Based on my journal entry from September 2001…
I was a junior at the University of Missouri. I had just moved into a new apartment on the edge of campus, and I didn’t have cable yet, and my TV didn’t get reception. So my only connection with the outside world was my AOL dial-up. Before my first class of the day, I logged on to check my email. The headline caught my eye. “America Under Attack.” It had a picture of the World Trade Center in flames.
I didn’t have time to get all the information I wanted, I had to go to class. My Chemistry class had a test scheduled for the next day. The professor offered to move the test to Friday, so we could spend the evening watching the news, instead of studying. We needed a unanimous vote to move the test. One guy voted against.
After class, I walked into the Gillett/Hudson (dorm) lounge to use a computer. There were probably 20 people gathered around the big screen TV. The internet was down, so I abandoned the computer and joined the group. Some were standing some were sitting, all eyes glued to the screen. No one talked. They didn’t make comments or snide remarks, as college students are so prone to doing. And as other people walked into the room, some headed directly for the TV, while others seemed to be surprised to see so many watching it. I saw some people peek in curiously, to see what we were all watching. They would see the burning towers on the screen, and I could see their faces as they realized there was something serious going on. That’s where I first saw the towers crumbling.
I made some effort to study. I went to my boyfriend’s room to study there. The lounge on his dorm floor was full of people gathered around the TV. I assume it was like that in every lounge on campus. In his room, he was flipping through channels to see what kind of coverage each channel offered. We were shocked to see that even MTV, VH1, and CMT were broadcasting news instead of music. Very few channels in the wide repertoire of the dorm cable system were not showing news. Comedy Central still had it’s regular programming running. The Three Stooges.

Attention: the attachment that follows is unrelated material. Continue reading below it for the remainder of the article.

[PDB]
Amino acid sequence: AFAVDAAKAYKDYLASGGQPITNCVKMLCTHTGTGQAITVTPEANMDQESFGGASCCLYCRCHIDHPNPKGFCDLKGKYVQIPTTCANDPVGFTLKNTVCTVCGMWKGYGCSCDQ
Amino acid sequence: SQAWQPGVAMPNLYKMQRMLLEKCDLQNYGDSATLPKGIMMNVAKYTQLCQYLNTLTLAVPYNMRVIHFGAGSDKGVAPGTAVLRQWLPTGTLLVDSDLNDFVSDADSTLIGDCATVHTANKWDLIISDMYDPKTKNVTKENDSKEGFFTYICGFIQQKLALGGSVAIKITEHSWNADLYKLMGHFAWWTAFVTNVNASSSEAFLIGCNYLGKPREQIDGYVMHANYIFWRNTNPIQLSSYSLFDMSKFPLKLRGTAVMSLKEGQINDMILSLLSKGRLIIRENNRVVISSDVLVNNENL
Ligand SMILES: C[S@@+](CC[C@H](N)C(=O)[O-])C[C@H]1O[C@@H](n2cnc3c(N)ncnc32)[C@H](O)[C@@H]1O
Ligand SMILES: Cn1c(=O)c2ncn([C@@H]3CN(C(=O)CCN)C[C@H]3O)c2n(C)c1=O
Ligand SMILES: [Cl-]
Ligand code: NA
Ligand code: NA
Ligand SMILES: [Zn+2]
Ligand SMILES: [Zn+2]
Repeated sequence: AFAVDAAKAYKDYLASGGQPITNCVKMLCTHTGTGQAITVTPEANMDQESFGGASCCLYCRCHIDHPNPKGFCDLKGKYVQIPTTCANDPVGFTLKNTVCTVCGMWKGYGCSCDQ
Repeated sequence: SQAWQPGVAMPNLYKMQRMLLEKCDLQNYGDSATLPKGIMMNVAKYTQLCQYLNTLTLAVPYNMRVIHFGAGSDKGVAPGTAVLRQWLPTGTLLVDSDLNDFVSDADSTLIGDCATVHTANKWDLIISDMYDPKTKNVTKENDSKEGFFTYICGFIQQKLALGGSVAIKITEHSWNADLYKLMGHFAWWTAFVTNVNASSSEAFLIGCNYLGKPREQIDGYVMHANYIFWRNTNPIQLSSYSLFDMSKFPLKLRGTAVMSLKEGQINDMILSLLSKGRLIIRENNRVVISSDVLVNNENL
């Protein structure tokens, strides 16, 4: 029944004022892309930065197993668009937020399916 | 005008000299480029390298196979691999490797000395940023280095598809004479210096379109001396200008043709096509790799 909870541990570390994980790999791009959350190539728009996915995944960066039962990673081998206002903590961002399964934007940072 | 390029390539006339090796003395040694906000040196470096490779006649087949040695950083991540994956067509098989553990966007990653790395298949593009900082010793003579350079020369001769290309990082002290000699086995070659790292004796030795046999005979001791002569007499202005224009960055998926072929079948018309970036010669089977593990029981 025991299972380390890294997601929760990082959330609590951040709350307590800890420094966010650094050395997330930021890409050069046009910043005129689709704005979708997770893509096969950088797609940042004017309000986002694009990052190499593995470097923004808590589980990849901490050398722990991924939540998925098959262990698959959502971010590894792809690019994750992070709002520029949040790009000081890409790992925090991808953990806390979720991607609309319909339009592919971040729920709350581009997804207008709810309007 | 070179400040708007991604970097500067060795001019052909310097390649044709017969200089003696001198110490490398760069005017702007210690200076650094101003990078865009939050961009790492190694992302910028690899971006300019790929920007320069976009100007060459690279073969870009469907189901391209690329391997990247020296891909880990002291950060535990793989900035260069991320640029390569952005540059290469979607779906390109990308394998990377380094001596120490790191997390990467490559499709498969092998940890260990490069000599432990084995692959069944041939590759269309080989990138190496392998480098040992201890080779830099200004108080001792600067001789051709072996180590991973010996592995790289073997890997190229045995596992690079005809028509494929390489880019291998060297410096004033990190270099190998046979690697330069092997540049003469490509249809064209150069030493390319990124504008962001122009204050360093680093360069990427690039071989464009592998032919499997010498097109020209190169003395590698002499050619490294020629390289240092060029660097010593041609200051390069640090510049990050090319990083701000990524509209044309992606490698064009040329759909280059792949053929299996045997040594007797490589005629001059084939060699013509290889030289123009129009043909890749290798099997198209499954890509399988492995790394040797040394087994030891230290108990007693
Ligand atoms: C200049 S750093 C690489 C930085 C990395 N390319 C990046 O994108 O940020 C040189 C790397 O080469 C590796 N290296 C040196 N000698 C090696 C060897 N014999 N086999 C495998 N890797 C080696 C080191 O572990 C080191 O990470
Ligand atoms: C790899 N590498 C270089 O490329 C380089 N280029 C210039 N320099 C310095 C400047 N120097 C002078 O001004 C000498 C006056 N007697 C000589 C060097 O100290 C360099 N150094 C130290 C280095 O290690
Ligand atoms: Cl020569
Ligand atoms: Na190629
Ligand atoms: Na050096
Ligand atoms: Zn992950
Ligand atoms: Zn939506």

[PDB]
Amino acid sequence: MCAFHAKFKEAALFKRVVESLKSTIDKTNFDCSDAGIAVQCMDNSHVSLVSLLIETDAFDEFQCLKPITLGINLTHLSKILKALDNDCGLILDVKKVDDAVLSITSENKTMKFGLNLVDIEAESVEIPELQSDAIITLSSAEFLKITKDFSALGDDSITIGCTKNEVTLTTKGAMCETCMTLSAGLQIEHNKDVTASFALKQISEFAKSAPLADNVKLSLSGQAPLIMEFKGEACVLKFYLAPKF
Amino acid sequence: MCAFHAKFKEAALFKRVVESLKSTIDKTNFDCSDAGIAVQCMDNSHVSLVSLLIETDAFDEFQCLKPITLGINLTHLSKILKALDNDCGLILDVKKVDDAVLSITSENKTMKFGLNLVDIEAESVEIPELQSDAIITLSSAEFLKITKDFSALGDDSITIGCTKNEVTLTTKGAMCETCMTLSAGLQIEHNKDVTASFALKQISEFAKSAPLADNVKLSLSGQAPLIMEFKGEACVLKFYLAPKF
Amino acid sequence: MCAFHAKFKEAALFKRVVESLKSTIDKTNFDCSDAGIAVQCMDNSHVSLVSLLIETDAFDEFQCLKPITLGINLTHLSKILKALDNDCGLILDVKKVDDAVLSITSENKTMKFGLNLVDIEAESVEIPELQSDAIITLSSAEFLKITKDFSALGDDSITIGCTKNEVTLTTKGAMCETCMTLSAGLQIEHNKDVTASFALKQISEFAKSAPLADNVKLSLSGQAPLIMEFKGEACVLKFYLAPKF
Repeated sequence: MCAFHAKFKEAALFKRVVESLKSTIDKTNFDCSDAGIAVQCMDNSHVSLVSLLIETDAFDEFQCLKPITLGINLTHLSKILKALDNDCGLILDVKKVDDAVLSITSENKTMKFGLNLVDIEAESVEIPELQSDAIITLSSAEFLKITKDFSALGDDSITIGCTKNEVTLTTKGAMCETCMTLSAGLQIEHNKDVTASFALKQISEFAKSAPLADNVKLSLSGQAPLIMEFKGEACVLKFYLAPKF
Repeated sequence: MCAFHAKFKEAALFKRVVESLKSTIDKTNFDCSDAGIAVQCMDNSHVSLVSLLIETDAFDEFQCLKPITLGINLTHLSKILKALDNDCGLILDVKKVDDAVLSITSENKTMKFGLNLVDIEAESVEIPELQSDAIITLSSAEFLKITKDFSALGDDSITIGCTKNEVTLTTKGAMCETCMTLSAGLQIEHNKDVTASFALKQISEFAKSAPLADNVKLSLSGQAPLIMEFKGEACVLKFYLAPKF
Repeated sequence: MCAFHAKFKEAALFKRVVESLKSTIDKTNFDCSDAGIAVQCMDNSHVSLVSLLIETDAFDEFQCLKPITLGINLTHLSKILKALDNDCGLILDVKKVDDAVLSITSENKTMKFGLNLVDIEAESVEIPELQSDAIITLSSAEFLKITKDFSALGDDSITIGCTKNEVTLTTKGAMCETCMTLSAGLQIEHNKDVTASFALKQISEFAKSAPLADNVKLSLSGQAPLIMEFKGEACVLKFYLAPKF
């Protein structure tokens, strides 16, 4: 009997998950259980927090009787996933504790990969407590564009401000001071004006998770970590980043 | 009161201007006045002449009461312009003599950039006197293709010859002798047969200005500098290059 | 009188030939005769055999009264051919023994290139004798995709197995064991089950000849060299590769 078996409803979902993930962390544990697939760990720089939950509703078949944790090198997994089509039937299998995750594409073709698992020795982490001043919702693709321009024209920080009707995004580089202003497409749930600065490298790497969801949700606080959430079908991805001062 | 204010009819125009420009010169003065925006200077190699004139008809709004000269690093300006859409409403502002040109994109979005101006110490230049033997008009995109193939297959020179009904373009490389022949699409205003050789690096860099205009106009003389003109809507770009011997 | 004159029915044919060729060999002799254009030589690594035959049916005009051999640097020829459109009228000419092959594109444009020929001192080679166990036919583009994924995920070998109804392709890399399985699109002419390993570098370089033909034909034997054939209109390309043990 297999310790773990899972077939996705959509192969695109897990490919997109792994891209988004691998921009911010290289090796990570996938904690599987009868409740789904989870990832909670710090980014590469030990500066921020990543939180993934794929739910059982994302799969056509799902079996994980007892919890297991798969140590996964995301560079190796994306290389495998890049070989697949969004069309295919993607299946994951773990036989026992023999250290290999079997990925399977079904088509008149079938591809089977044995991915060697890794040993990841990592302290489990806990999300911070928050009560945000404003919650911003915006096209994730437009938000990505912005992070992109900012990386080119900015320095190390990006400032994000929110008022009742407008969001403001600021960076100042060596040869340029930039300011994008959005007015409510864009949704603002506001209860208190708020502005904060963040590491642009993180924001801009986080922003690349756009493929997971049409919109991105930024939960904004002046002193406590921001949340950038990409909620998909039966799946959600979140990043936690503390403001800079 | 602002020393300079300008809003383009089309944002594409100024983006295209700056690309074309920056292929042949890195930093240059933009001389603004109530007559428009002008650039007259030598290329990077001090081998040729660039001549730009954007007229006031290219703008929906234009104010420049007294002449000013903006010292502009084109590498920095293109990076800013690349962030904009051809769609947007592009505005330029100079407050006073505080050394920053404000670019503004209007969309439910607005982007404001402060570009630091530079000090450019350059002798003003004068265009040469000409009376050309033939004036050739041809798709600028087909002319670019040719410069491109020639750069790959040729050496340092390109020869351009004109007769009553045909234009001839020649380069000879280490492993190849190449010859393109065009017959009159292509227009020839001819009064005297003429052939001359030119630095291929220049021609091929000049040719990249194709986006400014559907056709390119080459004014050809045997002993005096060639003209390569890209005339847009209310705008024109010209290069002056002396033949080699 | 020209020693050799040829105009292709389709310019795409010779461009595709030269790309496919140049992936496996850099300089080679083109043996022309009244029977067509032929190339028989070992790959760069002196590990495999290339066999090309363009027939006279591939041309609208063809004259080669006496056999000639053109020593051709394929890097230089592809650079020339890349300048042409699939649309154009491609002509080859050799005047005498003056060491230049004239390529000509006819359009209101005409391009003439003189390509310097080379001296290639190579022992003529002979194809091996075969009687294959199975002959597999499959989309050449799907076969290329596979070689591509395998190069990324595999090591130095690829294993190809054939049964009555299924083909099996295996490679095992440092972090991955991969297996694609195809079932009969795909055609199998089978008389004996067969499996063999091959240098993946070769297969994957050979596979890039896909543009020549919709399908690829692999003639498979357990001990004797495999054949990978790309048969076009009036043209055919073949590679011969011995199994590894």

While I was there, trying to study, but my eyes compulsively drawn to the TV, we got a phone call from a member of our on-campus church. Every Christian group on campus wanted to have a prayer meeting, so we were all going to meet together on Lowry Mall for a vigil.
Before the vigil, Chris and I tore ourselves away from the TV long enough to get dinner at the dining hall. Even in there, instead of music on the soundsystem, there was news.
We went to the prayer vigil at 7pm. It was an amazing time, with a huge number of people, students, pastors, and professors. We sang several worship songs, then broke into small groups in order to talk about the days events, and our feelings.
Then we were given topics to pray about. Powerful prayers went up. Shaky prayers. Tearful prayers.
A man gave a testimony to the whole group. He had been born in Saigon, Vietnam, but his family decided to leave the country during the Vietnam war. The day after his family left, Saigon was bombed. Many people died. They arrived in the United States, and began to put their lives back together. They heard about Jesus. Now, the whole family is Christian. He told us that out of terrible events, good things can happen. How what Satan plans to hurt us, God can use to save us. It was powerful.
Then, at the end of the vigil, we all prayed the Lord’s Prayer together. We spoke quietly, but it was strong. This prayer, so often recited without meaning, had a lot of meaning that day. We were united in the fervency of our prayers.